My Missionary Position

A couple of years ago I went to an exhibition of Byzantine art at the Royal Academy in London. It was the tops.

Amongst all the shiny stuff on show was a set of six icons originally from the Sinai, brought together for the first time in a long time, two of them having been removed to Russia some time previously. They were very old, from six hundred and something, but they were also in very good condition.

They were a remarkable sight to see. What struck me most about them was that even by six hundred and whatever Jesus had become a blue-eyed white guy with blonde hair. Which, if he actually existed to look like anything at all, and if so being from Palestine, was probably not what he looked like – at all.

“Jesus was a black man. No, Jesus was Batman.
No, no no no, not at all, that was Bruce Wayne.”
Kelly’s Heroes, Black Grape.

These icons were made as propaganda tools of an expansionist religion that started out in a village on the shore of Lake Galilee and ended up – still, bizarrely, even in this day and age – holding in its thrall Rome, London and even Washington (In God We Trust? What became of the Land of the Free-thinker?)

Once the white man and woman were converted to this new-fangled religion – which he and she took as their own and re-made in their own image – they set out to convince the black, brown, yellow and even red man and woman to join their self-righteous nonsense-crusade.

In Myanmar Christian missionaries came up against a well-set Buddhism that they found very hard to budge. Whilst there are Christian communities in most towns and cities and a good few churches, some of them chunky, it was in those areas of the country that Buddhism had already failed to conquer, in the mountains and border regions where animist religions held sway, that they had most success.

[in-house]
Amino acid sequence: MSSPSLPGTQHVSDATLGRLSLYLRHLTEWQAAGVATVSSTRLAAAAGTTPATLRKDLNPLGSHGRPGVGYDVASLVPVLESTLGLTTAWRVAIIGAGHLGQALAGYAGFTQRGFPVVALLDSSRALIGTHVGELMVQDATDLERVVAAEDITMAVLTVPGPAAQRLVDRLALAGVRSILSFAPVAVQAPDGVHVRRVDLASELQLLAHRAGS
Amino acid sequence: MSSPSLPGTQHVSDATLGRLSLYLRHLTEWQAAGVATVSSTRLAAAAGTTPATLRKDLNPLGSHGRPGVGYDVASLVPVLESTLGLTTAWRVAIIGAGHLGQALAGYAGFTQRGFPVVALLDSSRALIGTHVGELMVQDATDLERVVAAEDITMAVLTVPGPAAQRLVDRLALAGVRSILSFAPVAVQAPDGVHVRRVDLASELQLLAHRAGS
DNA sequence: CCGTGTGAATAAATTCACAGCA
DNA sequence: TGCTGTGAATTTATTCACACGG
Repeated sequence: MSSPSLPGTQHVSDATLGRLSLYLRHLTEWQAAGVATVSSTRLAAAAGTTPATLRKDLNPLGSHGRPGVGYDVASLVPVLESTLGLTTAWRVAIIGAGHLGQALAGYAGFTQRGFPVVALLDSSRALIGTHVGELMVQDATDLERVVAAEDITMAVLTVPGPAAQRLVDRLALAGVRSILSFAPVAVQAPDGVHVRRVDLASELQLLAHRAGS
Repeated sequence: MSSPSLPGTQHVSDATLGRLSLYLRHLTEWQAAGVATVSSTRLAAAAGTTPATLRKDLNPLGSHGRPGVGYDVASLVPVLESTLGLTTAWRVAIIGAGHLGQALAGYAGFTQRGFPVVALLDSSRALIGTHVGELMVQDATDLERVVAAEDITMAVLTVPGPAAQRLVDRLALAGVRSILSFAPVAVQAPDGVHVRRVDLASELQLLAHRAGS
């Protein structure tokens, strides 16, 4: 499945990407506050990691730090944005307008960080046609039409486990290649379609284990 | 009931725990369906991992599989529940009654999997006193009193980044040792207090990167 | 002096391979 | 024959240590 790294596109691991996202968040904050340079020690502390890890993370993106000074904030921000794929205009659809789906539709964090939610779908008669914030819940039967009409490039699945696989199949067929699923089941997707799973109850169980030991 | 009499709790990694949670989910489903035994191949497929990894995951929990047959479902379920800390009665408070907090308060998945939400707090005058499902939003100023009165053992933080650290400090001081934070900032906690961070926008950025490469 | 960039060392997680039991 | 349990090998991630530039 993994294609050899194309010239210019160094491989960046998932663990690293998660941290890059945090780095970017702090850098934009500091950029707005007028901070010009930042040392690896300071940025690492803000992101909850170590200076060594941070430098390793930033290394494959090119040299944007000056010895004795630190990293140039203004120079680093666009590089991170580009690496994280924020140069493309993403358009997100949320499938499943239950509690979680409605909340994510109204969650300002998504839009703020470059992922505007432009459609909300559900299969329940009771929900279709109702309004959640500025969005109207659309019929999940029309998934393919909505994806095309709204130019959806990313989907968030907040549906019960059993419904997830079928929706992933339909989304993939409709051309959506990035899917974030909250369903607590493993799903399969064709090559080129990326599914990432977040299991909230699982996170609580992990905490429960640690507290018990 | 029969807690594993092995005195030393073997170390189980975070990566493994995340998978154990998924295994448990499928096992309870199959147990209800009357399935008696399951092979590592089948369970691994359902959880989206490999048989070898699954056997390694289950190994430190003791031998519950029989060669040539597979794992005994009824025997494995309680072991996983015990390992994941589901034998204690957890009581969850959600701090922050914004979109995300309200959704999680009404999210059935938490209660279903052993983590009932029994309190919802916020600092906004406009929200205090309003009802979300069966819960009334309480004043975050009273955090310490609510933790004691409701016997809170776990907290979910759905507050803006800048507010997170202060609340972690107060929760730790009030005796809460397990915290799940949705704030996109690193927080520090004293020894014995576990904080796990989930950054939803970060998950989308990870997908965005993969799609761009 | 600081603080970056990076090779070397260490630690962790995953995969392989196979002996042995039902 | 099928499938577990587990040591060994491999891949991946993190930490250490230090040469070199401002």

In Chin state the Baptists led-out by Pastors Judson and Carson succeeded in persuading whole communities that the white man’s religion was a superior and truer path to salvation than the animal-god-bullshit-worship that had served them adequately enough for longer than history records.

The result is towns and villages where everyone calls themselves Christian, where denomination matters so much that your house is most likely labeled with the name of your church, where if young people leave it’s most likely not for University but for bible college in Yangon or in India (before returning to carry out missionary works of their own) and where the shops close and no buses run on Sundays.

There is a level of devotion to Jesus and to worship that Canterbury and even Rome can only marvel at, an unquestioning blind loyalty to faith and an unknowing confusion at even the idea of atheism. “No God? Really?”

“Really.”

It’s a fractured market. Thirty plus Baptist off-shoots compete for business amongst themselves and with the Roman Catholics and others. The offering of inducements to transfer, in the form of rice or other provisions, is not unheard of – probably a trick picked up from Carson and Judson.

But scratch below the surface here and there – with difficulty in Falam, more easily in Hakha – and it’s possible to find people who acknowledge that the passage of time, the physical opening up of Chin state giving easier access to its surrounding world of influence and a younger generation more interested in motorcycles, Manchester United, Korean movies, Mandalay Rum and hip-hop, mean that whilst no-one is going to call themselves an atheist, or even not think of themselves as a Christian, very many of them are nominal Christians, very many are – only – what they call ‘Christmas Christians’.

While in Hakha I was ‘lucky enough’ to attend a worship held as part of the 41st convention of one of the Baptist splinter groups. That Sunday morning over 1500 people came to hear a sermon delivered by one of the four Texan missionaries who were in town for the weekend.20140413-074325.jpg

For over an hour Pastor Kim Sharp rattled on with ever increasing excitement (on his part, the crowd seemed to drift) about the need for the church to be more simple because a ‘complicated church’ is not ‘what God wanted’. Several times he lost his thread without ever ceasing to speak and repeated and contradicted himself so often it’s a wonder the locals kept up with him at all. You had you feel sorry for the translator.

Kim’s three point message was simple – he did promise I would never forget it.

1. Love thyself.